uhlsport USA
"Outstanding keeper instruction. This is a must for goalkeepers and coaches."
—Ottawa Internationals S.C. web site, Ottawa, Canada

Goalkeeping Tips, Tidbits and Random Thoughts

An athlete talking to themsleves during competition is hardly a new phenomenon.... The talk does not have to be vocal. By merely thinking you are talking to yourself and sending a message.
   -- Tony DiCicco, Goalkeeper Soccer Training Manual

If you have a question, comment or rebuttal you'd like to see addressed here, send me email. I will post your mail to the blog at my discretion unless you specify otherwise.

Focus on the saves

It is easy for goalkeepers to get caught up in their failures. After all, a keeper's mistakes are obvious and public. But goalkeepers and their coaches need to keep up the morale, and a way to do this is to focus on the saves rather than the misses. This doesn't mean we ignore mistakes—they still need to be corrected. But one way to stay positive is to put the attention on the good stuff, which often goes by without much comment. To borrow the title of a book by Tony DiCicco, Catch Them Being Good.

A great example of this was my high school boys final game of the season yesterday. We lost in overtime when my keeper came out and didn't completely get his hands to a long shot. The ball dribbled under him and slowly rolled into the net. It was a heartbreaking loss. But after the game, I told him "No apologies." He made a dozen saves during regulation and overtime up to that point, including turning two high shots just over the bar, a breakaway save, and a couple of point blank dives. Without him, we never even would have made it to overtime.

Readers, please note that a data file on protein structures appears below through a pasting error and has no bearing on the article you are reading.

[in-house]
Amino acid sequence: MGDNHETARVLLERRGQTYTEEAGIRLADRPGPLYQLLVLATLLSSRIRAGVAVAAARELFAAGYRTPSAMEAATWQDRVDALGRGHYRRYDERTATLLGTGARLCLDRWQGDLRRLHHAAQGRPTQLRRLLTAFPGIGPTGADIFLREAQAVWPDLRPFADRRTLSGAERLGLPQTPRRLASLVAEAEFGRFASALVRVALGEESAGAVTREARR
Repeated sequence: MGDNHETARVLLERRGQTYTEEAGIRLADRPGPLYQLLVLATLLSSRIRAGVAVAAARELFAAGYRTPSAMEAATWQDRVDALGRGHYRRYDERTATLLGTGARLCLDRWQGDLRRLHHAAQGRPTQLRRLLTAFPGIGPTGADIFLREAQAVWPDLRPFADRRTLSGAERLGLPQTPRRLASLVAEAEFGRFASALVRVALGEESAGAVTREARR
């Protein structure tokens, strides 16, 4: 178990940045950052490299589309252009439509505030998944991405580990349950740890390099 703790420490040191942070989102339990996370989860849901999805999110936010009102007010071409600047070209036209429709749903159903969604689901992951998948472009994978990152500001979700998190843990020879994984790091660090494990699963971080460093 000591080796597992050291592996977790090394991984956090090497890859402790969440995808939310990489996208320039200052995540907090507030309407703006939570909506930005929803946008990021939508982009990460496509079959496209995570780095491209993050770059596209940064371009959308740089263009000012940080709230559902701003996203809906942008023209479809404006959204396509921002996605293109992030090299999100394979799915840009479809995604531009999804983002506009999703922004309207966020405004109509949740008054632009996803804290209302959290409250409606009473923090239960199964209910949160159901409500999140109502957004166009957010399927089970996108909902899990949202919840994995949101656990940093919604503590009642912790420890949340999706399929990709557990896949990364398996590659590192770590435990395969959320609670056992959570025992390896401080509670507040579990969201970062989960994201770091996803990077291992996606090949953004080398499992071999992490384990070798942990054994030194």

In training, if I have a keeper who is struggling with their confidence, we will work on basic hands-and-feet exercises the entire time and count saves. We ignore the misses, working for milestones like 50 saves, 100 saves, etc. The misses don't matter if you get up and make the next stop. We may set a goal for the session (e.g. 150 stops) and simply work until we hit that mark. It's a great way to take the focus off mistakes and get it back on the good stuff.


Always know where your towel is

I got an email yesterday and realized I am missing a bit of important gear on the equipment page. I live in the desert and have the good fortune to play on decent grass pitches most of the time, so I tend to forget that in many parts of the world a simple towel is a vital part of a goalkeeper's equipment:

"I find myself playing on muddy/crappy fields. Is there anyway I can clean my gloves during the game or at least attempt to get some of the caked in dirt to help with more traction for the gloves."

Keep a towel with you in the goal. If it's muddy use it to wipe the mud off your gloves and then use your water bottle to rinse them. If it's dry and dusty, dampen the towel and use it to wipe the dust off and then again rinse the gloves with your water. Many goalkeepers hang their towel off the side netting. In really bad conditions where you are making lots of saves, you might need several towels and change them as they become too dirty to use.

Oh, and practice good technique and getting up without using your hands! The best way to keep gloves clean is not to get them dirty in the first place.


Words of wisdom

Words of wisdom from paulee:

"Play every shot in training like it's your last.
Run every sprint like you stole something.
Take every cross like it's life or death.
The biggest difference between the successful athlete and those who fall by the wayside is their mental skills. Work on those, and watch your game take off."


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